That was in 1988, and he hasn’t stopped since. For the last 17 years he’s worked for Ozark, a fleet that mostly runs in the Southeastern state. Bishop has attended several OEM training sessions to stay up to date on changes to the equipment. That, to Bishop, is a critical piece to avoiding downtime.

“From my experience, this industry changes daily,” he said. “And if you don’t stay on top of [those changes], you’re gonna get left behind. That’s the point I’m trying to get across to all of our techs.”

In addition, Bishop stresses that Ozark’s maintenance team takes pride in their work and never takes shortcuts. “It’s not how fast something can be repaired, but how long the repair will last,” he offered.

Another adage Bishop passes down: “If we don’t have the time to fix it right now, when are we gonna have the time to fix it again?”

Because Bishop’s nose is always in a manual or company maintenance report, he has caught issues that not only improved Ozark’s efficiency but also the industry at large.

In one case, Bishop noticed that the fleet was going through an excessive amount of steering axle brackets that supported the ABS cable. The technicians would always replace the bracket before any damage was done, but labor and parts aren’t free. So Bishop pressed the issue with the OEM, which then had engineering redesign the piece.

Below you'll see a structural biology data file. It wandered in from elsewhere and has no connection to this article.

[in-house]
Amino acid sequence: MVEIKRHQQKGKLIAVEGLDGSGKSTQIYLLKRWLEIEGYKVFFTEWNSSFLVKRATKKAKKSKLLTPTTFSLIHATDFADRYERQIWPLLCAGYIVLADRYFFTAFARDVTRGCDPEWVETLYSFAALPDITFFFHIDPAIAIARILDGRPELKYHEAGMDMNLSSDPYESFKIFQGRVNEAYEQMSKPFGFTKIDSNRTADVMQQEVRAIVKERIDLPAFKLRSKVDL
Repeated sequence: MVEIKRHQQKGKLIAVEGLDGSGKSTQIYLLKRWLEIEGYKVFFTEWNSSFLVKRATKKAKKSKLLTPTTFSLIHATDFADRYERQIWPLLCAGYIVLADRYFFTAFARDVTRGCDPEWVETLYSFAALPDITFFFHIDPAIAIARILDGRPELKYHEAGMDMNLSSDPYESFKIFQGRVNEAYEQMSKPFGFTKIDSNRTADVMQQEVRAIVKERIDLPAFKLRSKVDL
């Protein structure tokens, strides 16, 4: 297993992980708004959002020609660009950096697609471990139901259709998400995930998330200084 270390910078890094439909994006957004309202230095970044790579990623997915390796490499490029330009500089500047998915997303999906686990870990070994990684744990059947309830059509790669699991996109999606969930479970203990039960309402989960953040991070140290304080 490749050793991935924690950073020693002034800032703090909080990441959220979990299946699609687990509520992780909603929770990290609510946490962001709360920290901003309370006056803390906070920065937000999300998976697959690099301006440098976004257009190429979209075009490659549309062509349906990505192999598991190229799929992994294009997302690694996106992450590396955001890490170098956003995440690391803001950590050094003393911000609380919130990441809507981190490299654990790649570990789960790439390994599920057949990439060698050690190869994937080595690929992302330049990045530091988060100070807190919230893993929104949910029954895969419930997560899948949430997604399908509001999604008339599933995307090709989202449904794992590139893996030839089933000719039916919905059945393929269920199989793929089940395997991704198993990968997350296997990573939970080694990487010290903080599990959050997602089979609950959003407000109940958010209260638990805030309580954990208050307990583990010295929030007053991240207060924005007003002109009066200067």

“I always call it the ‘Dewey bracket,’ because had he not said anything about it, then [the OEM] would have continued to use that same bracket,” explained Wayne Skinner, Ozark’s VP of fleet maintenance.

Bishop’s eagle eyes were put to good use when recurring differential leaks started to mount across the Memphis-based fleet. He confirmed the technicians were following OEM repair guidelines, and bolts were tightened to OEM specifications. But the investigation was not done yet, as Bishop then checked previous torque values and saw they were previously higher. He again addressed this with the OEM’s representative to get the value increased.